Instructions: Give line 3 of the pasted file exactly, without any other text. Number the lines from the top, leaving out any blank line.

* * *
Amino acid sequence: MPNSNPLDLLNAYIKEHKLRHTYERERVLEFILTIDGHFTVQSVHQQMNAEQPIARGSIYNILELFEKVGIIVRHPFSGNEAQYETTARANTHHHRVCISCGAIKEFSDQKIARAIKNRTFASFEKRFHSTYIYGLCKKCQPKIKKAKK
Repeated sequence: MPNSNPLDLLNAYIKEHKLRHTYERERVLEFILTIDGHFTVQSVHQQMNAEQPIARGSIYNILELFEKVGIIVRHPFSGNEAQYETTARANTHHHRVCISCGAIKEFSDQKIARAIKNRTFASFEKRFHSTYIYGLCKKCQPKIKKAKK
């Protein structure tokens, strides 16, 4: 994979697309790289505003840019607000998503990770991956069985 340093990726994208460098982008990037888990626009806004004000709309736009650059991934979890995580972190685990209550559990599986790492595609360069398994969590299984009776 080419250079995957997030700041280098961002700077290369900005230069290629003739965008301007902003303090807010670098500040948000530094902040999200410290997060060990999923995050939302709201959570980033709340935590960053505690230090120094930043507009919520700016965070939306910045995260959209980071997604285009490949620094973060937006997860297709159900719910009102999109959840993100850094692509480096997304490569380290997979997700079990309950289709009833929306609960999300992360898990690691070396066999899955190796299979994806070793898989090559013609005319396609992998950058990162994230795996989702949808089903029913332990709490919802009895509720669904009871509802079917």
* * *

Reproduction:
């Protein structure tokens, strides 16, 4: 994979697309790289505003840019607000998503990770991956069985 340093990726994208460098982008990037888990626009806004004000709309736009650059991934979890995580972190685990209550559990599986790492595609360069398994969590299984009776 080419250079995957997030700041280098961002700077290369900005230069290629003739965008301007902003303090807010670098500040948000530094902040999200410290997060060990999923995050939302709201959570980033709340935590960053505690230090120094930043507009919520700016965070939306910045995260959209980071997604285009490949620094973060937006997860297709159900719910009102999109959840993100850094692509480096997304490569380290997979997700079990309950289709009833929306609960999300992360898990690691070396066999899955190796299979994806070793898989090559013609005319396609992998950058990162994230795996989702949808089903029913332990709490919802009895509720669904009871509802079917």